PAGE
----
As the time draws near for the governor and leaders of the General Assembly to fish or cut bait when it comes to pension reform, it may be time to sharpen the knives.
The so-called “Keeping the Promise” pension proposal rolled out last week sounded and looked impressive at the news conference.
However, an actual legislative bill has yet to be written or pre-filed. A quick analysis of the sketchy plan shows that legislators would have to give up their sweetheart of a retirement plan.
Frankly, we’ll believe that only when we see it happen.
The proposal backed by Gov. Matt Bevin, House Speaker Jeff Hoover and Senate President Robert Stivers doesn’t appear to protect current or future public employees and retirees with a flat guarantee of retirement with financial security.
Neither is the proposal good news for Kentucky taxpayers.
We would be liable for even more funding for several years as the state absorbs the cost of paying existing pension obligations, in addition to contributing new monies to the proposed individual retirement savings plans.
But the worst-case scenario may be the challenge of hiring future public workers.
Relatively generous retirement plans in the past have enticed current and former employees to work for lower pay.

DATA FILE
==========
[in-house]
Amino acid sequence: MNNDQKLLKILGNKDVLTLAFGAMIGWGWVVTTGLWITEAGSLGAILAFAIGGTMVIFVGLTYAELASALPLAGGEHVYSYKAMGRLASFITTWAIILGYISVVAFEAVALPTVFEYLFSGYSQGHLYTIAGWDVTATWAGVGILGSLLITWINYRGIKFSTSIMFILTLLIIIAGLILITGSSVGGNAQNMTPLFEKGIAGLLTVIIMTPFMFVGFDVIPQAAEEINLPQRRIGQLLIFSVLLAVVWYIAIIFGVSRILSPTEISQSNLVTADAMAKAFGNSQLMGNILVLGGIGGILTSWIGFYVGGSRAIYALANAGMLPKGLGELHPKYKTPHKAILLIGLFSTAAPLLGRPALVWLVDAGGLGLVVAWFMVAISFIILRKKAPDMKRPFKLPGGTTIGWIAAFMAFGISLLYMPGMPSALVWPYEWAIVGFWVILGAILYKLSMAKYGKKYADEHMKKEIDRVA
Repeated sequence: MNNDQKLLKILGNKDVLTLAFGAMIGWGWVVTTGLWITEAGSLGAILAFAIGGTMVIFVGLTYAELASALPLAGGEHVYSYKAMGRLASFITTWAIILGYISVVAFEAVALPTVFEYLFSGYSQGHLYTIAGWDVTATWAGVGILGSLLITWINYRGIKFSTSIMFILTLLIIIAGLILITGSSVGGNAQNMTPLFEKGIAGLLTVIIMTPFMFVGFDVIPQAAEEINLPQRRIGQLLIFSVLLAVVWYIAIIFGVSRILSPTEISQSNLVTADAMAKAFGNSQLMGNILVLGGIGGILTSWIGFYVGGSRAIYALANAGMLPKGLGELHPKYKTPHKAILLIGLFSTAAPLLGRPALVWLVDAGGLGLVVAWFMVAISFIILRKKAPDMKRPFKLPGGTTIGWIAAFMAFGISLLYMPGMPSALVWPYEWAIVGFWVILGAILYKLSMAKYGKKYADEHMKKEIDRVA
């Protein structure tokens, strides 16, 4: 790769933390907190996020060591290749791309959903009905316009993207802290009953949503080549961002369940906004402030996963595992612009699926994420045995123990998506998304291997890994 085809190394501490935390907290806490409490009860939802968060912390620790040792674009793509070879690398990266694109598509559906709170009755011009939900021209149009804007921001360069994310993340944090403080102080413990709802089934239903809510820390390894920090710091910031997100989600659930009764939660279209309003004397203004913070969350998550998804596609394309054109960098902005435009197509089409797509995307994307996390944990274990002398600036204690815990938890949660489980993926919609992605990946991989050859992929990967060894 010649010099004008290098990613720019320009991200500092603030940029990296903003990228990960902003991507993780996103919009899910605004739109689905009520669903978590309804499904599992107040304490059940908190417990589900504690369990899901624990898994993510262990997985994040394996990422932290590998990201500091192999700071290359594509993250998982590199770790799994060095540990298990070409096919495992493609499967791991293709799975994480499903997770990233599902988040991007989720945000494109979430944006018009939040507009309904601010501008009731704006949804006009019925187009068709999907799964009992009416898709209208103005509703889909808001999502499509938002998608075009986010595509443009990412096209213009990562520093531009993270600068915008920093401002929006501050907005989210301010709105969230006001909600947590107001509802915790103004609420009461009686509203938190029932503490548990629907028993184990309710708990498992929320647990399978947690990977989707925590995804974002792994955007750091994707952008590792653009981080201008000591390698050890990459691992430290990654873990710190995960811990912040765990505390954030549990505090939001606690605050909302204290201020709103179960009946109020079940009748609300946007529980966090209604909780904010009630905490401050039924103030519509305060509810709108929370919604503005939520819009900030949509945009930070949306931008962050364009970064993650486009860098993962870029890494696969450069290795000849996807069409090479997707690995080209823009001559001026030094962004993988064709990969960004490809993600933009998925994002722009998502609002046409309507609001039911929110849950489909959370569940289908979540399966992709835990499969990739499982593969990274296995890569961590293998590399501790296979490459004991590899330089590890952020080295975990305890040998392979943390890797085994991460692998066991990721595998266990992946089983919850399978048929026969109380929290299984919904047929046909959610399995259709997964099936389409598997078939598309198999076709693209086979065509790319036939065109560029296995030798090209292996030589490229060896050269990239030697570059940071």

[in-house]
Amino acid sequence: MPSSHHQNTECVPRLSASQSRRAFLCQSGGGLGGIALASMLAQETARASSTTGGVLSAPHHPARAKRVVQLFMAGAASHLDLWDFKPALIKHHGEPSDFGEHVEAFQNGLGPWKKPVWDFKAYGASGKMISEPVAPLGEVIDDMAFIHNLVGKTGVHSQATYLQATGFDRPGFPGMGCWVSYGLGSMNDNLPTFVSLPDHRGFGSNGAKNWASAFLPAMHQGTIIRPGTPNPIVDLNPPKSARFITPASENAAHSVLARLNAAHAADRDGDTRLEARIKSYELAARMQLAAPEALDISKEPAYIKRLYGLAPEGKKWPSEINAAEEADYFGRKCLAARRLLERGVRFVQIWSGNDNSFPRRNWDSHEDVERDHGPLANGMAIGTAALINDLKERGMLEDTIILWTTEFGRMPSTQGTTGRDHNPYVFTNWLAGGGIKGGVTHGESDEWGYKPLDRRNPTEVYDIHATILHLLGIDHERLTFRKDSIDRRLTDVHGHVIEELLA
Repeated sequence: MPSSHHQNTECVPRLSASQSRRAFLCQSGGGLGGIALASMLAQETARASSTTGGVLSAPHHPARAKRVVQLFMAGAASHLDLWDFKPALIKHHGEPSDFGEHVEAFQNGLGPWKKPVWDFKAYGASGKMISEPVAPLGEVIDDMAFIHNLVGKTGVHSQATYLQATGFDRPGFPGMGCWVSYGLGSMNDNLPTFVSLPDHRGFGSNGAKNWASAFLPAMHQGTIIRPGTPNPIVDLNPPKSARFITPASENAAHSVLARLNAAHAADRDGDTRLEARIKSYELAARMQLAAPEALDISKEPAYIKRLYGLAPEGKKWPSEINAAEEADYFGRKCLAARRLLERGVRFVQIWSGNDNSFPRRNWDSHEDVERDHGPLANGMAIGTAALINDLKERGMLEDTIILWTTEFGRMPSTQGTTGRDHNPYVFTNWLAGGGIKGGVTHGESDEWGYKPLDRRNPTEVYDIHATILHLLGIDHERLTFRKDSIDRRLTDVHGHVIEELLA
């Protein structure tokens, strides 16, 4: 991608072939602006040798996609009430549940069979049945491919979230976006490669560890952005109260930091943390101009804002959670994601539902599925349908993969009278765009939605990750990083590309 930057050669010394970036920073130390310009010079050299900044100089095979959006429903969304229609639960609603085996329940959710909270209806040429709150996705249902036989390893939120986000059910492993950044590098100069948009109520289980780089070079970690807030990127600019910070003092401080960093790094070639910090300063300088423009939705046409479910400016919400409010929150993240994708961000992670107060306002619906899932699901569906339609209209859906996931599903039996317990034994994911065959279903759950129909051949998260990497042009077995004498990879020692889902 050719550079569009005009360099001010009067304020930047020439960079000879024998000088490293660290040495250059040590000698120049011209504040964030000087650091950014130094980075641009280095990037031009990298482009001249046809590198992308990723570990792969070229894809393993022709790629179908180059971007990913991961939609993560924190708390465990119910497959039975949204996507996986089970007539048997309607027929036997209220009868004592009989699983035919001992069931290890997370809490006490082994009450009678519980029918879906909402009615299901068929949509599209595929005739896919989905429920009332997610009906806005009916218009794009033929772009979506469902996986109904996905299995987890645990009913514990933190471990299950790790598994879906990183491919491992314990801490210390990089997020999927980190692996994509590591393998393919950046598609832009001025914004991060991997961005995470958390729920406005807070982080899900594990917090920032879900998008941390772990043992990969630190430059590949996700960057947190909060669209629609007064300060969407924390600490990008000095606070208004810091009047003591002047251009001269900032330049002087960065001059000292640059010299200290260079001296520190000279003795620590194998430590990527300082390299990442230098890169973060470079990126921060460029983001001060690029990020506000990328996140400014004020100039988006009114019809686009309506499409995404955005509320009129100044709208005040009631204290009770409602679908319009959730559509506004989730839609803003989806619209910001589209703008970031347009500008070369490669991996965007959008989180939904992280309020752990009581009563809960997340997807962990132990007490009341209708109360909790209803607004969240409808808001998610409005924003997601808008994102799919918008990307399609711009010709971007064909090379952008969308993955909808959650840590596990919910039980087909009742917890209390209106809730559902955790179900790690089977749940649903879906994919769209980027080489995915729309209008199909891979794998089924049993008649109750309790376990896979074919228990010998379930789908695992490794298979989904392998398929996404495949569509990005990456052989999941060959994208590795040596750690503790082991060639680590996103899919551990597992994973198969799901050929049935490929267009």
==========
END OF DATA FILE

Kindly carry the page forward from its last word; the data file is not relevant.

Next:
Less retirement security means that recruiting and retaining new employees will become even tougher, particularly in smaller agencies, school districts and local governments with the lowest pay schedules.
At this point, we believe a reasonable person would ask why would we consider such a solution with its built-in problems.
The pure and simple answer is that the long-awaited fix of our pension mess must not look, feel or smell like a tax increase.
Most of the “New Majority” of Republicans in the House and Senate will stand for reelection in 2018 and none of them want to go on record favoring a tax increase.
In our view, they don’t seem to care or even acknowledge that the state has not enacted a general revenue increase since the sales tax went to six percent in 1990…27 years ago.